May 19, 2014

Auckland Writers Festival 2014: "The Politics of Prophets" with Reza Aslan

Guest post by Hamish, Readers Services, Central City Library.

Reza Aslan is a religion scholar who writes for a mainstream audience without speaking down to them. He comes from “a long line of lukewarm religious people and zealous atheists”. He moved from Iran to California as a 7 year-old and spent the Iran hostage crisis pretending to be Mexican.

Aslan spoke at the Auckland Writers Festival with Waikato Religious Studies professor, Douglas Pratt. Some of the points he raised were:

-   Worldwide, religion is more a matter of identity and community than belief.

-   The power of scripture is infinitely malleable. He pointed out that slave-owners and abolitionists use the same bible and the same verses to argue their cases. In the USA there is a shift in thinking on environmentalism amongst conservative evangelical Christians. Previously they have believed nature is here for our use so we should use it as much as possible, but now younger conservative Christians are pushing scriptures about humans being stewards of the environment. He says religions can adapt to the environmental crisis in the same way religion adapted to the knowledge of the earth not being flat.

-   Religion is a language made up of symbols and metaphors of faith. As an experiment he said the phrase “I am washed by the blood of the lamb” and asked audience members to put their hands up if they understood the phrase. Many of the people who put their hands up felt connected as a community with others who had their hands up, while many who didn't understand the phrase felt as if it was in a foreign language.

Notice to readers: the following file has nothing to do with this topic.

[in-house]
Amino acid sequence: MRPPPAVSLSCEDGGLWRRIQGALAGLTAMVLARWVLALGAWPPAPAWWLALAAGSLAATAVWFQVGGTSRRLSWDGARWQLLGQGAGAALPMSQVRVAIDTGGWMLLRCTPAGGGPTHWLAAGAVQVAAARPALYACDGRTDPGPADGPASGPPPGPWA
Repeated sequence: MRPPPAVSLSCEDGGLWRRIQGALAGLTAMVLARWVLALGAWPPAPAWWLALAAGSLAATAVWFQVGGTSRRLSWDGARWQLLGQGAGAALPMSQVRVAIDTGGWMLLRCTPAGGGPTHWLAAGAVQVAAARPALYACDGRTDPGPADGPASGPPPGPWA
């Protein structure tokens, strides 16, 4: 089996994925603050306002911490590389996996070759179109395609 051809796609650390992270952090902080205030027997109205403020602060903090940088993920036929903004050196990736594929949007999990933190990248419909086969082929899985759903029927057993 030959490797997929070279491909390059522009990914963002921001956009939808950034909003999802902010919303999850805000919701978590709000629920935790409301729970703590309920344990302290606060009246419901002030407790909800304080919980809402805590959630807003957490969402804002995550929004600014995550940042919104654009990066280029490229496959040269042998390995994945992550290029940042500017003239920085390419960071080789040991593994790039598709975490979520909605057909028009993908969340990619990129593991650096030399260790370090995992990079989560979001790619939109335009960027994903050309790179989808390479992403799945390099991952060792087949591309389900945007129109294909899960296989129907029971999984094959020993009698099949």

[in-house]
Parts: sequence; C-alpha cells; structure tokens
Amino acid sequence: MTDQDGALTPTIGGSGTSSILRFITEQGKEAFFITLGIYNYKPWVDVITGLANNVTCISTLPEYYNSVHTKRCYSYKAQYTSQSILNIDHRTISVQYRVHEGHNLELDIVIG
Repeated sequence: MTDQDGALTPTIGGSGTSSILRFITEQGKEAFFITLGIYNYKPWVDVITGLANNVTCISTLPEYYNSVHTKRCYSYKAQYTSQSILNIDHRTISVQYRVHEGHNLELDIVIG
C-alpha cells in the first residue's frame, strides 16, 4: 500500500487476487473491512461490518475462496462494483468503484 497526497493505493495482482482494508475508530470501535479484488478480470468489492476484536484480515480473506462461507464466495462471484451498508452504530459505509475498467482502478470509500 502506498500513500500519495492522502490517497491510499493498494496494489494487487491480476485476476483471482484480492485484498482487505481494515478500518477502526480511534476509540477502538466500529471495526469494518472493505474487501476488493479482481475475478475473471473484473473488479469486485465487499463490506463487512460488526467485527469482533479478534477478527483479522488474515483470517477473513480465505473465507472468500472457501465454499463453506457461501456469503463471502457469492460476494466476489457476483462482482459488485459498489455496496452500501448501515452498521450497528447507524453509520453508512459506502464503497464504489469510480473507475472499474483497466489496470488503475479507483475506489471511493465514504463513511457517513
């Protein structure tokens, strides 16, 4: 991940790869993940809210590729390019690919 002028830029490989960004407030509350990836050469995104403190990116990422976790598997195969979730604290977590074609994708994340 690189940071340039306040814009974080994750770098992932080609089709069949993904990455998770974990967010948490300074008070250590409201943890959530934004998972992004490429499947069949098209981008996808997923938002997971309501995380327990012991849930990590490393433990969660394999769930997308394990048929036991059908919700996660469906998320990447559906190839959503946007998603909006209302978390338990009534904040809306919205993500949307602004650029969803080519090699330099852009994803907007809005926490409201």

-   All of Jesus of Nazareth’s statements were inherently political.

-   There is a chasm between the Christ of faith and the Christ of history. He writes about this in depth in his recent book Zealot: the life and times of Jesus of Nazareth

-   Iran and Saudi Arabia are fostering religious violence between Shia and Sunni across the world. The fighting is about group identity, rather than about who succeeded the prophet in the 7th century.

-   He is not convinced of the effectiveness of interfaith councils. He believes organisations such as the Interfaith Youth Core which get people of different faiths to perform charitable actions together build more interfaith connectivity than formal dialog does. He mentioned that USA is the most religious country in the developed world and also the most religiously diverse, so it has an important role to play in building interfaith connectivity.

Reza opened the floor to a generous 45 minutes of questions, which were sometimes interesting and sometimes long rants disguised as questions. He tore apart one questioner’s idea that Islam was inherently vengeful and Christianity inherently forgiving. In answer to a question about religions causing violence, he pointed out that the most bestial acts of violence in human history have been carried out by secular regimes of the 20th Century. While religious violence is bad, he said that humans will kill each other for any reason.

As an atheist, I’ve found Reza Aslan’s books give a fascinating insight into the way the world works, and are much more illuminating than the books from the overrated “new atheism” movement.

Ditulis Oleh : Karen Craig // 17:27
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